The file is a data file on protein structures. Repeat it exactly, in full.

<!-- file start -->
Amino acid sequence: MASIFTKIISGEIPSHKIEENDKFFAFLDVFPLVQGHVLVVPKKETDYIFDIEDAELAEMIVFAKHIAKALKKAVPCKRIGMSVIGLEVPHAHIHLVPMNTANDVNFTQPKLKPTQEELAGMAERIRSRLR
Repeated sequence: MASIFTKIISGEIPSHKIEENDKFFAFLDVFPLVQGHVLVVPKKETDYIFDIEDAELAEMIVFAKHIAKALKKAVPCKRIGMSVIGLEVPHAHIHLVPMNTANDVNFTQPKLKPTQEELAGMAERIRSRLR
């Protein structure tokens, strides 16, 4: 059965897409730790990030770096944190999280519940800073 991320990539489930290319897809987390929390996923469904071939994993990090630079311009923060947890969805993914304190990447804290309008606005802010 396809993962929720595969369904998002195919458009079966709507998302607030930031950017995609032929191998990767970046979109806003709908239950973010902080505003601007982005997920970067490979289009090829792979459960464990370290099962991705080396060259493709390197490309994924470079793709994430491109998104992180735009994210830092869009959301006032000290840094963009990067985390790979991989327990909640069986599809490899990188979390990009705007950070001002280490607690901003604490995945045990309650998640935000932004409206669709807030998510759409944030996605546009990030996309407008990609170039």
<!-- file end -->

Amino acid sequence: MASIFTKIISGEIPSHKIEENDKFFAFLDVFPLVQGHVLVVPKKETDYIFDIEDAELAEMIVFAKHIAKALKKAVPCKRIGMSVIGLEVPHAHIHLVPMNTANDVNFTQPKLKPTQEELAGMAERIRSRLR
Repeated sequence: MASIFTKIISGEIPSHKIEENDKFFAFLDVFPLVQGHVLVVPKKETDYIFDIEDAELAEMIVFAKHIAKALKKAVPCKRIGMSVIGLEVPHAHIHLVPMNTANDVNFTQPKLKPTQEELAGMAERIRSRLR
């Protein structure tokens, strides 16, 4: 059965897409730790990030770096944190999280519940800073 991320990539489930290319897809987390929390996923469904071939994993990090630079311009923060947890969805993914304190990447804290309008606005802010 396809993962929720595969369904998002195919458009079966709507998302607030930031950017995609032929191998990767970046979109806003709908239950973010902080505003601007982005997920970067490979289009090829792979459960464990370290099962991705080396060259493709390197490309994924470079793709994430491109998104992180735009994210830092869009959301006032000290840094963009990067985390790979991989327990909640069986599809490899990188979390990009705007950070001002280490607690901003604490995945045990309650998640935000932004409206669709807030998510759409944030996605546009990030996309407008990609170039």